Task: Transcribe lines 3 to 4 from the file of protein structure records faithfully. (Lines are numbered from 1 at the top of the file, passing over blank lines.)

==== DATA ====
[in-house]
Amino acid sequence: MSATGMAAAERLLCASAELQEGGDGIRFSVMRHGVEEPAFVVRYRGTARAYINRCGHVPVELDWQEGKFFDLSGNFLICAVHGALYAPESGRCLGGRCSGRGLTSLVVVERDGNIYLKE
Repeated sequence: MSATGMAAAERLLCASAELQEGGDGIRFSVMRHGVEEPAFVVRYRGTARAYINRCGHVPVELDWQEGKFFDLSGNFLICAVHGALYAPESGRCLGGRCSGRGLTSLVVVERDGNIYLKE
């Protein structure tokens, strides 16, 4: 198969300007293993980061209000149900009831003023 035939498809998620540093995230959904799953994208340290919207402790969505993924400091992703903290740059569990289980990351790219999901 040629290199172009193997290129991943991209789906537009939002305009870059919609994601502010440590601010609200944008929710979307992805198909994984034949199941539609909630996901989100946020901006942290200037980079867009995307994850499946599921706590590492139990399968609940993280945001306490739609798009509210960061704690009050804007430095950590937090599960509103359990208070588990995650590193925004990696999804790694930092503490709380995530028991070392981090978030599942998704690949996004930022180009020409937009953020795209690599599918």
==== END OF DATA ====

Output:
Repeated sequence: MSATGMAAAERLLCASAELQEGGDGIRFSVMRHGVEEPAFVVRYRGTARAYINRCGHVPVELDWQEGKFFDLSGNFLICAVHGALYAPESGRCLGGRCSGRGLTSLVVVERDGNIYLKE
């Protein structure tokens, strides 16, 4: 198969300007293993980061209000149900009831003023 035939498809998620540093995230959904799953994208340290919207402790969505993924400091992703903290740059569990289980990351790219999901 040629290199172009193997290129991943991209789906537009939002305009870059919609994601502010440590601010609200944008929710979307992805198909994984034949199941539609909630996901989100946020901006942290200037980079867009995307994850499946599921706590590492139990399968609940993280945001306490739609798009509210960061704690009050804007430095950590937090599960509103359990208070588990995650590193925004990696999804790694930092503490709380995530028991070392981090978030599942998704690949996004930022180009020409937009953020795209690599599918």